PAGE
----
I bet this was the same 200 years ago as today (without the football or the Lord of the Rings movies though).  So some ingenious woman (I’m sure it was a woman) invented a yarn swift to replace the husband hands and the complaining.  Or maybe it was a man who invented it, so as to spend a couple of hours in the wood shop to never have to hold his hands “like this” ever again.  Yeah, that was probably more like it acutally.

So, now we have yarn swifts to wind skeins into balls.  There are very professionally made, beautifully finished yarn swifts that cost lots of money:

There are beautifully HOME made yarn swifts that cost a bit less, but still need to be purchased from the craftsman that made it:

There are do-it-yourself models, still with purchased supplies, but for a lot less money—this one is a lazy susan and parts of a pot rack from IKEA that someone on the web very cleverly put together.  And is still very stylish:

Do I have one of these lovely models?  No, I most certainly do not.  This is mine:

It is ugly as sin.  Very clunky and awkward and kind of heavy.  But I made it.  And it was free.  And works like a dream.  And is totally adjustable.  Though not portable and does not have a cute little bag that it can fold up into.  **sigh**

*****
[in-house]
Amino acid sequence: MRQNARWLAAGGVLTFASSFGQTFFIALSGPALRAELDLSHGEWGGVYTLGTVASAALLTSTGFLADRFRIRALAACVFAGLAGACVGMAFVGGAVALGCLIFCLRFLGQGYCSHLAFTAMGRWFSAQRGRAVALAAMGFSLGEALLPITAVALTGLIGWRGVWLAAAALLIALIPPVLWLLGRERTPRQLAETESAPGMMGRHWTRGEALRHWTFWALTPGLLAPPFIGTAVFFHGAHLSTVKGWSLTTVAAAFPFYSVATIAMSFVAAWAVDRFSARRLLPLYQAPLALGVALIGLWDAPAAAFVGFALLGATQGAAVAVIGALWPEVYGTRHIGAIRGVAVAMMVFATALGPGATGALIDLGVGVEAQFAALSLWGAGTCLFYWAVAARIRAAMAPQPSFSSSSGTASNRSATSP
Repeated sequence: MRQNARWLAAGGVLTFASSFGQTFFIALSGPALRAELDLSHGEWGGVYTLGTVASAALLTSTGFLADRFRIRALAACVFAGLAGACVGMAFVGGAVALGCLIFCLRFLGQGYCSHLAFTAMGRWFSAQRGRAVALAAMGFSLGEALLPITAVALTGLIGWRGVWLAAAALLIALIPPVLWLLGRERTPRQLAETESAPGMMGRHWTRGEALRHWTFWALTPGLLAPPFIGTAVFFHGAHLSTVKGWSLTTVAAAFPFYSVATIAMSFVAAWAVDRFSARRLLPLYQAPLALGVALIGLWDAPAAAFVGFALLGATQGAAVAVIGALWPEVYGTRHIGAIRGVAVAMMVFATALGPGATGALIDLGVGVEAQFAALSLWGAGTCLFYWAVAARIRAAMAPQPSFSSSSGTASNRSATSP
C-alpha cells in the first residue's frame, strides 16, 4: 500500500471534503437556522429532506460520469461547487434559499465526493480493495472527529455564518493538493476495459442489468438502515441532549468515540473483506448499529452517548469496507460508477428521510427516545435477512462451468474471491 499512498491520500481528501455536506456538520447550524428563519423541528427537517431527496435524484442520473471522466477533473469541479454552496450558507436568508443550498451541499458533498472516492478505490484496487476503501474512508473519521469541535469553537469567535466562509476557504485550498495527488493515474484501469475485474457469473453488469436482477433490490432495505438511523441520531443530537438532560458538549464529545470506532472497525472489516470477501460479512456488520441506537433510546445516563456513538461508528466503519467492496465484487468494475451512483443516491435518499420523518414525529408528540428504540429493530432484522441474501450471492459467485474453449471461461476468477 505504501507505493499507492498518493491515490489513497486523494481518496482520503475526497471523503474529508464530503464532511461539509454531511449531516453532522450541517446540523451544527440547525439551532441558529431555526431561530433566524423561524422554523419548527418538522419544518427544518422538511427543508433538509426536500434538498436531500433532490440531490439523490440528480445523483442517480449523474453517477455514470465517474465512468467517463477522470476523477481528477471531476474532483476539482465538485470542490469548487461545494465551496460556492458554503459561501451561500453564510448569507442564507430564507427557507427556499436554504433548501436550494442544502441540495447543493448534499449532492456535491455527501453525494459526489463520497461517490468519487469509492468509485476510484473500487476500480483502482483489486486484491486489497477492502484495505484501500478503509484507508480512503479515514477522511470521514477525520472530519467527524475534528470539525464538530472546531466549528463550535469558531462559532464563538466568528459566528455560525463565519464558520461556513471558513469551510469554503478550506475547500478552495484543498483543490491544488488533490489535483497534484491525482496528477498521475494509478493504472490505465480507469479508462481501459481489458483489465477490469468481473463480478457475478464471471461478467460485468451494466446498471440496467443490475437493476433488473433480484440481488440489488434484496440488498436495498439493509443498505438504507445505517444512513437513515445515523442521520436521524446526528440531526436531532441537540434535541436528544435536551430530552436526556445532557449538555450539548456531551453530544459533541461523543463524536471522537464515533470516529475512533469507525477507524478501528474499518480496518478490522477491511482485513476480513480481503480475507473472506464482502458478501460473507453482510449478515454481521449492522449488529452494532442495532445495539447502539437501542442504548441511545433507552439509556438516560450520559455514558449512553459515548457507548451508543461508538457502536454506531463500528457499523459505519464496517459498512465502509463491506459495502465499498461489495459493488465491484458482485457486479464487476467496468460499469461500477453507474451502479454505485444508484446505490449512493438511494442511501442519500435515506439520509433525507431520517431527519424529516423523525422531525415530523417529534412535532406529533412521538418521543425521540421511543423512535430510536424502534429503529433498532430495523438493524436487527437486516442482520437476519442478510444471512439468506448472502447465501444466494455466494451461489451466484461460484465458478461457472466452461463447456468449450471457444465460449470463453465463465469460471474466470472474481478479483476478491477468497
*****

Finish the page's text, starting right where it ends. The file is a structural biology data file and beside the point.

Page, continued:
Can you guess what it used to be?   The bottom of a computer desk chair.  From the dump.  It used to have wheels on each of the arms and a seat.  Those are gone.  He had to unbolt the seat for me as I had a really hard time with that.  But the wheels popped right out.  Flipped it over and voila!  Useful spinny thing.

This swift is not at all attached to the stool.  The metal part is heavy enought that it just stays put even when I’m using it.  The handle that is sticking out there is completely useless to it’s new life as a swift.  As I’m sure it was when it was a chair too.  Those things never works.  But it doesn’t come off either.  It’s not in the way so I don’t really worry about it.

The pegs are just dowels that have been fitted into those wooden thingys.  I just seemed to have the wooden thingys hanging around, but they worked perfectly.  So those pegs can be stuck into the triangles on the chair part where ever they need to be.  Flipped over they fit in the holes that used to hold the wheels.

The skein of yarn that wants to be a ball is just loosely draped around the pegs.